Table 1
List of trapped genes and insertion sites


Our experiments demonstrate the practical basis of the unidirectional DNA inversion for the production of conditional knockout mice. We have shown that (i) the inserted DNA vector is transcriptionally silent before activation; (ii) following unidirectional inversion the vector powerfully disrupts transcription; (iii) unidirectional inversion of the cassette can be efficiently achieved in cells and in transgenic mice; (iv) gene trapping results in numerous single intronic insertions within endogenous genes; (v) the GT cassette can be readily removed leaving the transcriptionally silent inverted element; and (vi) the site of insertion is easily determined. Taken together, these experiments indicate that unidirectional DNA inversion is an effective strategy for control of gene expression in vivo. The combination of unidirectional gene inversion with gene trap methods provides a high-throughput method for the generation of knockout mice.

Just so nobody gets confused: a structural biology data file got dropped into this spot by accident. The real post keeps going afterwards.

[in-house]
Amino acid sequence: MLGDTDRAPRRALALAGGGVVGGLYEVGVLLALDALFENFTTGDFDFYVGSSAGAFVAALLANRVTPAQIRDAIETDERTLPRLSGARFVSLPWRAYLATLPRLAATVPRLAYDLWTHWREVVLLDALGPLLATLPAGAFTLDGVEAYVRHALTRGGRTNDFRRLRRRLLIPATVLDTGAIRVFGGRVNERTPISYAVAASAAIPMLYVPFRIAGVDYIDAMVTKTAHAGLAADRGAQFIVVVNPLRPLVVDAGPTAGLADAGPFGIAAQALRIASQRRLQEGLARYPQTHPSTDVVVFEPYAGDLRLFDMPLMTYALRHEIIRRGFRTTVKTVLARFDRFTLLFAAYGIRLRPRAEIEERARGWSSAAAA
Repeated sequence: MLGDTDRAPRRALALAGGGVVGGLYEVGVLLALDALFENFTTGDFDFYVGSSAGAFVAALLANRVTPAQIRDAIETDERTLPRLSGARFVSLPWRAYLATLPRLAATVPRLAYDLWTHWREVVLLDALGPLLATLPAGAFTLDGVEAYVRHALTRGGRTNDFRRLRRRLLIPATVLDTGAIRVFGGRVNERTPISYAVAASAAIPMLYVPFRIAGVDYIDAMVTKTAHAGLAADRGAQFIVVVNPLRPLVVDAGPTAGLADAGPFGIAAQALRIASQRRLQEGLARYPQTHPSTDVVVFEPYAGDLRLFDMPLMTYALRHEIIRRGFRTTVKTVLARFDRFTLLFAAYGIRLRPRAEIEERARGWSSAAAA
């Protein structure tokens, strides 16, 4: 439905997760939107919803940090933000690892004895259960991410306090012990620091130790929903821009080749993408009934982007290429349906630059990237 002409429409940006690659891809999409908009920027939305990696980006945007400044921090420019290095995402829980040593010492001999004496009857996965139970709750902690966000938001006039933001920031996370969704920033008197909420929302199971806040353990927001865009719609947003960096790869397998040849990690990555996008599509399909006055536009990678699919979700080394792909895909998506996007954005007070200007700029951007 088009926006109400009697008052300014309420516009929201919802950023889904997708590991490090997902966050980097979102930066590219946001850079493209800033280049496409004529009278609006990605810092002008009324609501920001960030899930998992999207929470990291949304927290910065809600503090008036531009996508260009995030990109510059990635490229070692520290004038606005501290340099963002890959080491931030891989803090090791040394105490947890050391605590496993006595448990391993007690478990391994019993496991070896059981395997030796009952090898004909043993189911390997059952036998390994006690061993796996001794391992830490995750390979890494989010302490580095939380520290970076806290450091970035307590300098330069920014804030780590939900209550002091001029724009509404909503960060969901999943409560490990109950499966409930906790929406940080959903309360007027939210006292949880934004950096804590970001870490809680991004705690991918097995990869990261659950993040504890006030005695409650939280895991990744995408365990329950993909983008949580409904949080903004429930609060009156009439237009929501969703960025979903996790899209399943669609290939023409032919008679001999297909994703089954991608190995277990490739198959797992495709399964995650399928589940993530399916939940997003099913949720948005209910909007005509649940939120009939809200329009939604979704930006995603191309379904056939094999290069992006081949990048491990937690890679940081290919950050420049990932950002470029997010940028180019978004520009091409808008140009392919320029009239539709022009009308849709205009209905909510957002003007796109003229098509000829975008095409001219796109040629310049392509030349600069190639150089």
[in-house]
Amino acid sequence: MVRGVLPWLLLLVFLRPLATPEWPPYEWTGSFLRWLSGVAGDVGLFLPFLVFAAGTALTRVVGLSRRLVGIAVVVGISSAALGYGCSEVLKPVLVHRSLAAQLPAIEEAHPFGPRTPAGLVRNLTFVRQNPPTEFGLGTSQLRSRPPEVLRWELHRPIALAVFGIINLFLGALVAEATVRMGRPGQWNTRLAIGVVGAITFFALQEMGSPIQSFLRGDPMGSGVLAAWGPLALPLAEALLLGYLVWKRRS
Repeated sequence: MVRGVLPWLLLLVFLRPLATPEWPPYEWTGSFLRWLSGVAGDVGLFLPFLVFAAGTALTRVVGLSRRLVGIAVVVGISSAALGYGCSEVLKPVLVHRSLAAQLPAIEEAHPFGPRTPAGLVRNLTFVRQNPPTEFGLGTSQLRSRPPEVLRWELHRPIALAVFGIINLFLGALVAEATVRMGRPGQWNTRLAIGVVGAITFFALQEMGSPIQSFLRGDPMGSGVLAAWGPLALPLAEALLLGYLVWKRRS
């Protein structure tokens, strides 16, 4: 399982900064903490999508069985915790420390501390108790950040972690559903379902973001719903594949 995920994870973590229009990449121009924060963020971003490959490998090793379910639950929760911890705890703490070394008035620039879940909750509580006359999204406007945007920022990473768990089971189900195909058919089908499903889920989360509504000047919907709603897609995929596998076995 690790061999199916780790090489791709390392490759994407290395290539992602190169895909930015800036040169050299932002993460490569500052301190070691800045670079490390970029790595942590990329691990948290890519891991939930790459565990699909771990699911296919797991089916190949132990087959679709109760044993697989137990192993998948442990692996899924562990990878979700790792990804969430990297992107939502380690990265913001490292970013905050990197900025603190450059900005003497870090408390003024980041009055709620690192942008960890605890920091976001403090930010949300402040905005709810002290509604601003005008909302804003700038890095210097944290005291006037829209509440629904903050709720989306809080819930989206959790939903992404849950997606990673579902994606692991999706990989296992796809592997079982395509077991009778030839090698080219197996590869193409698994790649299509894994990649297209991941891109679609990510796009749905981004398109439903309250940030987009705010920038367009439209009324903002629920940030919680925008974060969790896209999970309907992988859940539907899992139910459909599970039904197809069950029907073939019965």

We used a gene trap vector designed for electroporation to conduct a small-scale screen for ES cells with single, intronic insertions. The overall throughput for unambiguous insertions of this nature was 10%, which when scaled should yield many hundreds of useful clones. Throughput would likely be markedly enhanced by incorporation of the cassettes within a retroviral vector, providing for more efficient transfer of the vector and increasing the percentage of single insertions (27). Additionally, replacement of the GT cassette (Figure 1A) with an FRT-flanked selection cassette oriented inverse to the inactivation cassette, and flanking both cassettes with homologous sequences, enables the system's use as a targeted replacement vector. In this application, the vector would be targeted to an intron, which simplifies vector construction as minor PCR errors and frame shifts are not a concern; alternatively, the vector could be targeted to an intronic locus in a mouse bacterial artificial chromosome to produce highly efficient targeting vectors (2831). These application would extend the utility of inversion-based gene inactivation, as gene trap approaches are limited by several factors including poor accessibility of some genes, a relatively high percentage of trapped sequences that are not expressed as mRNA and recombinations at the site of insertion (32,33).